Photo 1. Papaya fruits infected by Phytophthora palmivora. Note the white cottony growth of the water mould, and that the disease is spreading from the older, lower, fruits upwards.
Photo 2. Close-up of a papaya fruit showing the cottony growth of fruit rot, Phytophthora nicotianae, identical in appearance to that caused by Phytophthora palmovora (Photo 1).
Papaya fruit and root rot, Phytophthora fruit rot
Phytophthora palmivora. Note, Phytophthora nicotianae has also been recorded as the cause of this disease in e.g., Australia and Fiji. This fact sheet assumes the symptoms and management for both are similar.
Worldwide. Phytophthora nicotianae is recorded on papaya from Australia, Cook Islands, Federated States of Micronesia, Fiji, and French Polynesia. Phytophthora palmovora is recorded on papaya from Australia, Cook Islands, Federated States of Micronesia, Fiji, Palau, Papua New Guinea, and Samoa.
Papaya and a wide range of valuable plantation crops (e.g., coconut, cocoa) and fruit trees (e.g., avocado, citrus, breadfruit).
The disease is favoured by high soil temperatures and soils saturated with water due to heavy rainfall or poor drainage. It is especially common after long rainstorms or cyclones. Waterlogged soils starve roots of oxygen that plants need for healthy growth, and the water allows the swimming spores of the water mould to spread the disease.
Ripe and unripe fruit are infected while still attached to the stem; lower fruit are infected first. Rots develop quickly and become covered in a white growth containing spores of the water mould (Photos 1&2). Fungi and bacteria invade the fruits, increasing the rots, and causing the fruit to shrivel and fall.
Stems, especially of younger trees, also become infected through leaf and fruit scars. Rots develop, and these cause the tops of the trees to wilt and die. Rots also form at the base of the stem near soil level (Photo 3-5); in this case the decaying roots are the source of infection. These lower rots also cause leaves to turn yellow, wilt and collapse, with only a few small leaves remaining at the top of the tree (Photo 6).
Water moulds survive in the soil as thick-walled resting spores called "chlamydospores". When conditions are right, the chlamydospores germinate and produce spores called "sporangia". Yet another spore is produced inside the sporangia called 'zoospores' (see Fact Sheet no. 149), and these are capable of swimming short distances in the water between soil particles. If they reach the fine feeder roots of papaya they germinate and infect. Once inside the plant, the water mould develops more sporangia and zoospores. These symptoms are similar to those that occur on bele (see Fact Sheet no. 149).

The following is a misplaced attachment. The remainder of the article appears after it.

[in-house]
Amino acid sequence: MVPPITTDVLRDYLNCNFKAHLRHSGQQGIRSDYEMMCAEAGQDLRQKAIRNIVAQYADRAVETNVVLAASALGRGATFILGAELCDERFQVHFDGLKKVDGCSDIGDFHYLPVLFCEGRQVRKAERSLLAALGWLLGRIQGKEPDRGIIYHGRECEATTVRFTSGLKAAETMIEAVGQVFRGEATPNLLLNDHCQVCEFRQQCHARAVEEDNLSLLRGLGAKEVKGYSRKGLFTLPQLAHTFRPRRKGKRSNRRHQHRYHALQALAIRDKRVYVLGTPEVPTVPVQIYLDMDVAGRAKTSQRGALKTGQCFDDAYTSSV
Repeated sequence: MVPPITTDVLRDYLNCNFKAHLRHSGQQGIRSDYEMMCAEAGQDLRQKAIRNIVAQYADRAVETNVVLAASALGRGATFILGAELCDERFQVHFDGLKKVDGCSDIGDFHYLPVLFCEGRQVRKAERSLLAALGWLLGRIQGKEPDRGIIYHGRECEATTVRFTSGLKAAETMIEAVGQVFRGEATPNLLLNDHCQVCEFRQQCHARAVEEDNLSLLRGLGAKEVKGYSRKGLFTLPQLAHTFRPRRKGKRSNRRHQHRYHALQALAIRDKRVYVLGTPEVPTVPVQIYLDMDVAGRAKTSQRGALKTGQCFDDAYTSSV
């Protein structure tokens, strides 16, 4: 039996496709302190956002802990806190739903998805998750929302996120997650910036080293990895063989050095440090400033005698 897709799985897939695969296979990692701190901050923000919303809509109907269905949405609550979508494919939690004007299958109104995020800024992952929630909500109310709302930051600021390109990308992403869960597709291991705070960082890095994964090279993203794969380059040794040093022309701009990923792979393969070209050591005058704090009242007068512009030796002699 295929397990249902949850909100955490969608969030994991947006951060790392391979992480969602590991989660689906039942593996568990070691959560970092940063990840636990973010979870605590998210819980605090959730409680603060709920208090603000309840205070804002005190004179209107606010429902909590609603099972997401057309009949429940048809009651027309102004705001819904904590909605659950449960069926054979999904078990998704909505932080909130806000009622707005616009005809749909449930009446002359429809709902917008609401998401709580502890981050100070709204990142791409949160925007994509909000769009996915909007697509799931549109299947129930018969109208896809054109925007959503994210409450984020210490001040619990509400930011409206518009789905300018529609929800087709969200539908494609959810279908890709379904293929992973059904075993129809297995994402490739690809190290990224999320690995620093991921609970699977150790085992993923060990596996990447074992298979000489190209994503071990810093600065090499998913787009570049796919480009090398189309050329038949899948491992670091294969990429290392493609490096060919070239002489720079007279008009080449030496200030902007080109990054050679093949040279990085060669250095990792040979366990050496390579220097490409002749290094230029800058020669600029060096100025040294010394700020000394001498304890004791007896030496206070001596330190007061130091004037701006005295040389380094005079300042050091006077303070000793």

Spores of water moulds are spread in rain splash and in wind driven rain to the lower fruit and young stems. They are also spread in surface water, and in soil on machinery and shoes.
Phytophthora is an oomycete also known as a water mould; it is not a fungus. Although Phytophthora species look like fungi, they are related to algae. The disease can be serious, causing rots of fruit, stems and roots, especially during wet weather.
Look for fruit with rapidly developing rots that are covered in white cottony growth, and also look for rots in the stem where fruit is produced. Later, look for wilting leaves as the root system decays. Look to see if the disease spreads to the roots of nearby plants as the water mould moves through the soil, or to fruit in rain splash.
Cultural control is particularly important in the management of this disease:
None are known.
Use chlorothalonil, copper, or mancozeb (protectants); or alternate with metalaxyl or phosphorous acid (systemics).
AUTHOR Grahame Jackson
Information (and Photos 1,3,6) Gerlach WWP (1988) Plant diseases of Western Samoa. Samoan German Crop Protection Project, Deutsche Gesellschaft für Technische Zusammenarbeit (GTZ) Gmbh, Germany; and from Diseases of fruit crops in Australia (2009). Editors, Tony Cooke, Denis Persley, Susan House. CSIRO Publishing. Photo 2 Kohler F, Pellegrin F, Jackson G, McKenzie E (1997) Diseases of cultivated crops in Pacific Island countries. South Pacific Commission. Pirie Printers Pty Limited, Canberra, Australia. Photos 4&5 Liberato JR, Suzuki MS, Denth A (2006) Phytophthora Fruit Rot and Root Rot of Papaya (Phytophthora palmivora) PaDIL - (http://www.padil.gov.au).
Produced with support from the Australian Centre for International Agricultural Research under project PC/2010/090: Strengthening integrated crop management research in the Pacific Islands in support of sustainable intensification of high-value crop production, implemented by the University of Queensland and the Secretariat of the Pacific Community.
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